According to Labor, a sign language interpreter would sully the sacred halls of Parliament House by bringing in a stranger, so they teamed up with the Libs to stop that. I guess if the interpreter was there to do cocaine in the prayer room from a desk lathered in semen, that would be different. And Jordan Steele-John is in the Greens, so Labor would rather listen to Hollie Hughes on the NDIS. Yep, that Hollie Hughes, the batshit one. The one who defended Morrison’s ‘blessing’ comment.

But Hughes does have experience on a disability panel, she was on the select autism committee… one advocacy groups called for her to be removed from because she called the premise of the autism spectrum a ‘woke’ conspiracy, called an autistic person a slur on Twitter and got in an argument with an expert because the expert called for a ban on ABA (a type of therapy based on the same framework as gay conversion therapy) with Hughes saying it’s not abuse, it’s “fun”. That’s the kind of person Labor wants making decisions regarding disabled lives.

Shorten later took photos with his new head of the NDIS who is disabled, great start king, and calls for ADHD to be added since it’s a disability, which Shorten looked into a camera and said he is willing to sit with people with ADHD to hear out. Boom, even better, Em Rusciano put her hand up publicly and by the next morning Bill Shorten ‘clarified’ that he would hear it but not change it. God fucking dammit.

Despite the way the media framed the calls for NDIS funding for ADHD, the reality is the money was going to go towards things like learning support teachers in public schools. A super reasonable thing to want funded, unless you’re an ableist reporter covering disability issues of course.

Even the media’s framing of the budget being a win for disabled people comes with major caveats of missing context. Most of the ‘new NDIS funds’ is actually money for getting people to move to the DES which is even more broken and basically just a giant privatised rort at this point, one Labor said they wont start planning to fix until the next election.

To subtly call back to my early foreshadowing, the biggest example of the problem I am trying to talk about is when Australian of the Year Dylan Alcott announced his website that will do the DES’ job for them. But that day a bigger story happened and Triple J had both exclusive interviews.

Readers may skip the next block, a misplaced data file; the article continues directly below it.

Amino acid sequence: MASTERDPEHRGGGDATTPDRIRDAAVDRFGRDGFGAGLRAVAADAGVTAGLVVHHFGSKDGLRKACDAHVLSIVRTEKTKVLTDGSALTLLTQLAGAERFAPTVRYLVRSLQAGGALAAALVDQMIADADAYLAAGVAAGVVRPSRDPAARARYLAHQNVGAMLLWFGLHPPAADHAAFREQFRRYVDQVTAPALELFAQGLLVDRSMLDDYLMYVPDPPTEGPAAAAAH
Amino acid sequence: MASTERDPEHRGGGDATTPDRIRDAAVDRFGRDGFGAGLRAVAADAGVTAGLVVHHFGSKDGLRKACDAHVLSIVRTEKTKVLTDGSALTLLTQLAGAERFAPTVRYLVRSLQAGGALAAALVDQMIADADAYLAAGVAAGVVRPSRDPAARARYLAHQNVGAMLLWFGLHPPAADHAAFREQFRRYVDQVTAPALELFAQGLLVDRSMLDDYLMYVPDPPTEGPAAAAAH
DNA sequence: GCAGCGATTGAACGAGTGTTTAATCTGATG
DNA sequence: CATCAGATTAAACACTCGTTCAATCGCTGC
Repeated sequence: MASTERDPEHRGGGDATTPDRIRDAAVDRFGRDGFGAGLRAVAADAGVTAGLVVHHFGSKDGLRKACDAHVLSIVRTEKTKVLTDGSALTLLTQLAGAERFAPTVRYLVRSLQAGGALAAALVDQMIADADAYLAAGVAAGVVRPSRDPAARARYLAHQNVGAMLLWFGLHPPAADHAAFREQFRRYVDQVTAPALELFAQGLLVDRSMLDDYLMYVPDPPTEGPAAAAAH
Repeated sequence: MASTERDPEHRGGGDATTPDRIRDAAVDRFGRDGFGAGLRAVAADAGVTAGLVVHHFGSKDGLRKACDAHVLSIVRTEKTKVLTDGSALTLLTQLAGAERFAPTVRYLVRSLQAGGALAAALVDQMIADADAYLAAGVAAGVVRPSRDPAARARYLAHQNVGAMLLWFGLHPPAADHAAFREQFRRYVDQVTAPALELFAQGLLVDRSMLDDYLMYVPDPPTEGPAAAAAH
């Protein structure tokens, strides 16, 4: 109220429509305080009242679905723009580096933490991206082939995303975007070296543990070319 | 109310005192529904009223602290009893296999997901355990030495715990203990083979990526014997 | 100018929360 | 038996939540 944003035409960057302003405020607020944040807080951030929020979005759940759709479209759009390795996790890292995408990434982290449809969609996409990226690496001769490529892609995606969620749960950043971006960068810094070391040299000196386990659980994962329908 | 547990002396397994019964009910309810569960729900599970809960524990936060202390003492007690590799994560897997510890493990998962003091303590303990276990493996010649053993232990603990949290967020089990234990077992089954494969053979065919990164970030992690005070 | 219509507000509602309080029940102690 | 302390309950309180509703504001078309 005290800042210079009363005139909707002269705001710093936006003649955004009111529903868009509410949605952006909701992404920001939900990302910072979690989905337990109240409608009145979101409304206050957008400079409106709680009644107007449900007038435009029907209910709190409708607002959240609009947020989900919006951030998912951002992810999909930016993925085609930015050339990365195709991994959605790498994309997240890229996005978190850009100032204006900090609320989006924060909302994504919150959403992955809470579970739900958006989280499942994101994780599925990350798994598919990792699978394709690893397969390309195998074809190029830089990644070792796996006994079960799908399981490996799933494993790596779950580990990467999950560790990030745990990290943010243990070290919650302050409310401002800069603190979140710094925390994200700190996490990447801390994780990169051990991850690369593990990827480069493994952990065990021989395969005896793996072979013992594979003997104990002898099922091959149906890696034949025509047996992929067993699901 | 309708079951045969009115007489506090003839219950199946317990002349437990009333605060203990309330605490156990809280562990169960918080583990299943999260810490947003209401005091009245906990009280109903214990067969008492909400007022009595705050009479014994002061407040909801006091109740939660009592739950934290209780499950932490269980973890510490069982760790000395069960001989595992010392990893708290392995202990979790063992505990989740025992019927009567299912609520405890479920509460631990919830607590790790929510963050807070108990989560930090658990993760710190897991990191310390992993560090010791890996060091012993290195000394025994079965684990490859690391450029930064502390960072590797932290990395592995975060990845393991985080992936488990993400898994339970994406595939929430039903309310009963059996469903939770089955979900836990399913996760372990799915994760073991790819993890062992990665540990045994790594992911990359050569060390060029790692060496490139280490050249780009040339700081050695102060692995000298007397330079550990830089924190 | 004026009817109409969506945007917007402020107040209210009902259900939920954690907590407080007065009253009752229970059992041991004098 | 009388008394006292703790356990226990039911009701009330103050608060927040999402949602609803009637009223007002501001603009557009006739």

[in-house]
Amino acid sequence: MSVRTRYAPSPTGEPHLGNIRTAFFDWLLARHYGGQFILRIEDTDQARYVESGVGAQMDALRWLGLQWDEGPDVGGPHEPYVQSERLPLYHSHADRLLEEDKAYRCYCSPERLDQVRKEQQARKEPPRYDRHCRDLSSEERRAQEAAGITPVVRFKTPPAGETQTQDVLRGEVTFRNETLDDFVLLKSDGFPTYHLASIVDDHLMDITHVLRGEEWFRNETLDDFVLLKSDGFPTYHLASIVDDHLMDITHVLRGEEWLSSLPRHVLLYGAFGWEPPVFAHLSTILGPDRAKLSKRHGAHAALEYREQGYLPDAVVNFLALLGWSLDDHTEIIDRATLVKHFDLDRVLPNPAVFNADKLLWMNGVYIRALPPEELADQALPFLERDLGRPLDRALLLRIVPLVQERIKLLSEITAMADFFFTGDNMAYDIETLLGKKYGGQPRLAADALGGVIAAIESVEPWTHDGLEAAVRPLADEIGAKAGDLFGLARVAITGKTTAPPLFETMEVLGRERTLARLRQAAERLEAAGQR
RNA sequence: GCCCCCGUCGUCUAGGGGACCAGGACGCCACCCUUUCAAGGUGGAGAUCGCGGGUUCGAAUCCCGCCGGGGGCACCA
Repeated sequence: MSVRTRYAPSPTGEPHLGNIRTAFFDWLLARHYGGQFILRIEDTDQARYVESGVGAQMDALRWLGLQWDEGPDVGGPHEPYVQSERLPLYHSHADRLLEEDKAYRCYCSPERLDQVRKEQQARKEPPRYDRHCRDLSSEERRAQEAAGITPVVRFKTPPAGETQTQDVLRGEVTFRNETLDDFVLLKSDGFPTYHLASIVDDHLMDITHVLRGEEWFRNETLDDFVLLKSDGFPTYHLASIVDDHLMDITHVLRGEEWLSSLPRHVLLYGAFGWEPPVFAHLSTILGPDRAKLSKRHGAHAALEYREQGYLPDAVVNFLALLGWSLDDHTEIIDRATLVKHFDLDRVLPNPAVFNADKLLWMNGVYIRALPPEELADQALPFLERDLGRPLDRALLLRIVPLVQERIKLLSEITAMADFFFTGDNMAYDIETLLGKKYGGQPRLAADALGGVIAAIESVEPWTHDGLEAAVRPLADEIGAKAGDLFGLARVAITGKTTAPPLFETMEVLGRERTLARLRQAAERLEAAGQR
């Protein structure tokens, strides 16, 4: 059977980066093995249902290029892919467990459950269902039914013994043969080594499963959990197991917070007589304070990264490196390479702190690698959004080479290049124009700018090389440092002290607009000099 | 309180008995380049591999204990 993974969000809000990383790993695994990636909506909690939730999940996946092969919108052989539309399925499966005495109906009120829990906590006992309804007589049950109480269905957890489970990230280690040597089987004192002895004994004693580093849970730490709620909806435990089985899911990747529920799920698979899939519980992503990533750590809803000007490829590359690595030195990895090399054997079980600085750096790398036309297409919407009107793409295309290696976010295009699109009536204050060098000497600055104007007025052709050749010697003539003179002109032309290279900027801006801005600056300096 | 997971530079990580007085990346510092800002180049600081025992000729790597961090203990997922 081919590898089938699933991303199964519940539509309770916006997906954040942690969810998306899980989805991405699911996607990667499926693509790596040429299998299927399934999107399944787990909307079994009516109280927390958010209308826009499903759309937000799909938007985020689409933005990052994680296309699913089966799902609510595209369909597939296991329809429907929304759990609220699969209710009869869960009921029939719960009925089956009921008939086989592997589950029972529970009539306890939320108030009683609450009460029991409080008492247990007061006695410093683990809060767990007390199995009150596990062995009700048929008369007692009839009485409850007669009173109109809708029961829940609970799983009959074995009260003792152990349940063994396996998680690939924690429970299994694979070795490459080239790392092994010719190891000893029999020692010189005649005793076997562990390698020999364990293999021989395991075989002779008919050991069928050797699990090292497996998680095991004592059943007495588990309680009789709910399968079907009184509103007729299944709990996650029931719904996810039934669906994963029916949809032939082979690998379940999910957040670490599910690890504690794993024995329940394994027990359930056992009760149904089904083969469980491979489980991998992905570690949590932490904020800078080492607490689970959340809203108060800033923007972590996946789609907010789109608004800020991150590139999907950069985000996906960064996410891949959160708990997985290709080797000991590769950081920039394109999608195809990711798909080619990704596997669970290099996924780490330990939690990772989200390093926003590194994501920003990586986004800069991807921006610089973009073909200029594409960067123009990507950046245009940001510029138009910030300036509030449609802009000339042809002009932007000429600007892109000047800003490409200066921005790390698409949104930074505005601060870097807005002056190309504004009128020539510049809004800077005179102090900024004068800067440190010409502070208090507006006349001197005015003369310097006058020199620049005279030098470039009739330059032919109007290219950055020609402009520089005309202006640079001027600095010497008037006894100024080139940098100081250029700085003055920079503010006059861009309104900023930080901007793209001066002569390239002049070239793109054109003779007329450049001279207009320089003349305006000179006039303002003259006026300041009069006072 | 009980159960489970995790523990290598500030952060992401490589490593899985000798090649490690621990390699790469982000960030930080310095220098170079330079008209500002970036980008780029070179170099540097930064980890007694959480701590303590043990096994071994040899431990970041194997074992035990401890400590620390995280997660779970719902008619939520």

Yep that USYD girl who claimed her ‘woke exam’ was discriminating against her cause her name was in an exam was a bigger story in Australia than The Australian of the Year talking about disability issues. Australia would rather help the ‘victims’ of fake societal problems than real ones.

Whenever I talk about these issues, people tell me I just don’t know how the world works or am being too emotional. Usually they tell me to just have hope. Well fuck you and fuck your hope, stop patronising me. I know how the world works, the world doesn’t know how I work and doesn’t want to.

I deserve to feel heard, disabled people deserve to be heard. If you want us to feel more hope then fine, shut the fuck up and listen. Stop telling us everything will be fine when you don’t know what’s wrong. The people who can bring hope out of us are the people like those I mentioned at the start of this article, but Australia needs to actually start listening to them for that hope to grow.

All the issues I spoke about today could have been avoided if those involved simply listened to the disabled voices that were talking to them. So while change is a marathon not a sprint, when it comes to disability rights, Australia hasn’t even shown up to the starting line yet.

I sadly believe that Australia at its core does not care about disabled people. Prove me wrong, please. Just listen.